Scratches relatively easily
Prone to watermarks
Degrades over time


Q U A R T Z
Quartz has become the industry-standard for kitchen worktops, owing to its unbeatable practicality and myriad design options, including fortification with mirrors, glass or metal to achieve various visual effects. A durable, man-made alternative to natural stone, quartz worktops are created using industrial techniques to reinforce natural quartz with resin to create a truly hard-wearing and customisable worktop. This means that quartz mirrors the complexity and nuance of natural stone, whilst delivering superior quality and durability. Quartz is naturally resistant to staining and scratching, but is less heat-resistant than granite.

Pros
Hard-wearing
Extremely resistant to staining
A reasonable level of heat resistance
Antibacterial
Non-porous and water resistant – requires no sealing whatsoever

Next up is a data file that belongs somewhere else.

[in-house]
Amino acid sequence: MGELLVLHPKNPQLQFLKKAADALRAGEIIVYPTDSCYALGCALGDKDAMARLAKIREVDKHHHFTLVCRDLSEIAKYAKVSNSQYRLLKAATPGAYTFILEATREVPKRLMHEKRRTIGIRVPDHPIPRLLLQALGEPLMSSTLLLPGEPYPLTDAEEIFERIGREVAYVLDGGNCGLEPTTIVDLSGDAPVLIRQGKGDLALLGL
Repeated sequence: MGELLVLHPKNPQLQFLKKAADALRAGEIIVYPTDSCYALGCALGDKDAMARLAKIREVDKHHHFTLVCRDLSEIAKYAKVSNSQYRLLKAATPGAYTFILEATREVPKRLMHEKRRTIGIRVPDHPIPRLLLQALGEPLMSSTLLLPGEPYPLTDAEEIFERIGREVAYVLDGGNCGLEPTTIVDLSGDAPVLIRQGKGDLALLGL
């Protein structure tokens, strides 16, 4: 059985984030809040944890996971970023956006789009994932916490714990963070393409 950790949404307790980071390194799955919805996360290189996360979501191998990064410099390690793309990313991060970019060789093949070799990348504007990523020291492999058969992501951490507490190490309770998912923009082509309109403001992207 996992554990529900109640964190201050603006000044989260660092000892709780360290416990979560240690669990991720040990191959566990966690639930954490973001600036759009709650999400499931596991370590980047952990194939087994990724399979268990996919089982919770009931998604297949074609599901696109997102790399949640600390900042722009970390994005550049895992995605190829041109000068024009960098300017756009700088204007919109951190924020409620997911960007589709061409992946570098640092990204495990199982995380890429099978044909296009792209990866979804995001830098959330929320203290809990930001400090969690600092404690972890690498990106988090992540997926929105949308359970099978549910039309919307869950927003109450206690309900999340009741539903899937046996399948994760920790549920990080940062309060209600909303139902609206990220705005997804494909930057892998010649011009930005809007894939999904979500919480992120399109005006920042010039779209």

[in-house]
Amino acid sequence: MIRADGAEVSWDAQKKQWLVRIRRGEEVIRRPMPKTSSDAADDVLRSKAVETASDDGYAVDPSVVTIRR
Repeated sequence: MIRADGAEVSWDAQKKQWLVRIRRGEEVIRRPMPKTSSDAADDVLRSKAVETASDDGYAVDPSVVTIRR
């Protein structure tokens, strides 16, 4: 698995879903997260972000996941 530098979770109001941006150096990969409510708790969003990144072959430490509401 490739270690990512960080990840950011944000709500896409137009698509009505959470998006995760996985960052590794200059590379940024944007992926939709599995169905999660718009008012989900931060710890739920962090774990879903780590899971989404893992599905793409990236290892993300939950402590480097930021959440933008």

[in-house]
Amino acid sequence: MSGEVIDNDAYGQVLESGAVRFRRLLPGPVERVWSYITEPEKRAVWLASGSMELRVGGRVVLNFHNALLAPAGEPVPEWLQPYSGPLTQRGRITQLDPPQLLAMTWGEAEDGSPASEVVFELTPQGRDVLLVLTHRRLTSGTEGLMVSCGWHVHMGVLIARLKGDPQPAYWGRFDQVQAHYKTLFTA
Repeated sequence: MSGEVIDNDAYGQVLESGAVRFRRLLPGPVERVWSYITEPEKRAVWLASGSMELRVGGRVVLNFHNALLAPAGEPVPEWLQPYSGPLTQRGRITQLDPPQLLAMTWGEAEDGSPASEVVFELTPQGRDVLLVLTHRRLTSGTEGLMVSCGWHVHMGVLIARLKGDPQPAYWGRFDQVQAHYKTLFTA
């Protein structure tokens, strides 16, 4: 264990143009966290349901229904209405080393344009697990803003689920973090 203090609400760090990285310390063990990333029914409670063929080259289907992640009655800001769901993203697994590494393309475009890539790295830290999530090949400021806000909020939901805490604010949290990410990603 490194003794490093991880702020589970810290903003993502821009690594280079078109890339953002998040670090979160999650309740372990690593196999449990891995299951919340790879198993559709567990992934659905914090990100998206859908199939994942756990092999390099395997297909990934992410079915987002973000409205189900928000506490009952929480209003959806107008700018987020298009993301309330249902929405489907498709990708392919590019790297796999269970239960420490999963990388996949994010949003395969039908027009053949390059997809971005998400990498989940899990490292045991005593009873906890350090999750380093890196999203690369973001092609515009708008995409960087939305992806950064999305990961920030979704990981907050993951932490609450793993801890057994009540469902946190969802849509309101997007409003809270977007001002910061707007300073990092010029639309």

Easy to clean with simple soap and water
Unrestricted range of colour and textures, including polished, matte and natural stone
Generally available in larger slabs than granite, meaning less visible joints

Cons
Lacks the natural depth and beauty of granite and marble 
Very heavy
Expensive
Needs professional installation
Can discolour following excessive direct sunlight exposure
If resin is damaged by heat, it is irreparable and very noticeable


C O R I A N  /  S O L I D  S U R F A C E  /  E N G I N E E R E D  S T O N E
Solid surface worktops, or Corian, are made by applying an acrylic resin to the top of a wooden substrate material. This creates a seamless, glossy worktop that fits perfectly into a contemporary design, great for modern kitchens. Made from approximately 90% natural quartz crystals mixed with a small percentage of binders, and referred to as both quartz composite and engineered stone, solid surface is very tough, virtually non-porous, resistant to scratches, stains, heat damage and impact, and often comes with a long warranty. Solid surface can be moulded and thermo-fitted into the most awkward of spaces, making it a popular choice for contemporary kitchens due to its seamless integration into the space, and lack of need for fittings. It can also be engraved, back-lit and even fitted with built-in wireless charging for smartphones.